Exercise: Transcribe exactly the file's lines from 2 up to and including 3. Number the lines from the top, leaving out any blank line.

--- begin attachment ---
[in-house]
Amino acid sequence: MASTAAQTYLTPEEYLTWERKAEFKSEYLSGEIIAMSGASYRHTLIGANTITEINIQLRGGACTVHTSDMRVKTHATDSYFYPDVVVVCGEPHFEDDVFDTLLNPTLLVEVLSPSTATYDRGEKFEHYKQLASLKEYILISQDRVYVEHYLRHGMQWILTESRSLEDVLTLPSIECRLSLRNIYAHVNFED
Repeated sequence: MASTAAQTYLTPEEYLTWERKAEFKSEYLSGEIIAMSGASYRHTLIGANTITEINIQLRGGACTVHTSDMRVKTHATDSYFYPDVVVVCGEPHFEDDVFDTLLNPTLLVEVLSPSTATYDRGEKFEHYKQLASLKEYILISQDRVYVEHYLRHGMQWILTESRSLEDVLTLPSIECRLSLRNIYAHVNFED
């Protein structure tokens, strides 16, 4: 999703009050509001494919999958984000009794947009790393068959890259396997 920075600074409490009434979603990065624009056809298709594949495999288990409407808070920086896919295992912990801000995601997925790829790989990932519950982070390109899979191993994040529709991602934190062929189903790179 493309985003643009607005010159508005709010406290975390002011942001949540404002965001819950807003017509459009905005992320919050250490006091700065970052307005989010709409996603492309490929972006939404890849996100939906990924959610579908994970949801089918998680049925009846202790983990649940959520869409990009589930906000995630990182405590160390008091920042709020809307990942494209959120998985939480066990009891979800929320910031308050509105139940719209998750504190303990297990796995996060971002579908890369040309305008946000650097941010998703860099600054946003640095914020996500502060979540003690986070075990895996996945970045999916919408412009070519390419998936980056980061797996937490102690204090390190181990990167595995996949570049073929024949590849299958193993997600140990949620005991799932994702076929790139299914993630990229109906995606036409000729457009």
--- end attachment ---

Amino acid sequence: MASTAAQTYLTPEEYLTWERKAEFKSEYLSGEIIAMSGASYRHTLIGANTITEINIQLRGGACTVHTSDMRVKTHATDSYFYPDVVVVCGEPHFEDDVFDTLLNPTLLVEVLSPSTATYDRGEKFEHYKQLASLKEYILISQDRVYVEHYLRHGMQWILTESRSLEDVLTLPSIECRLSLRNIYAHVNFED
Repeated sequence: MASTAAQTYLTPEEYLTWERKAEFKSEYLSGEIIAMSGASYRHTLIGANTITEINIQLRGGACTVHTSDMRVKTHATDSYFYPDVVVVCGEPHFEDDVFDTLLNPTLLVEVLSPSTATYDRGEKFEHYKQLASLKEYILISQDRVYVEHYLRHGMQWILTESRSLEDVLTLPSIECRLSLRNIYAHVNFED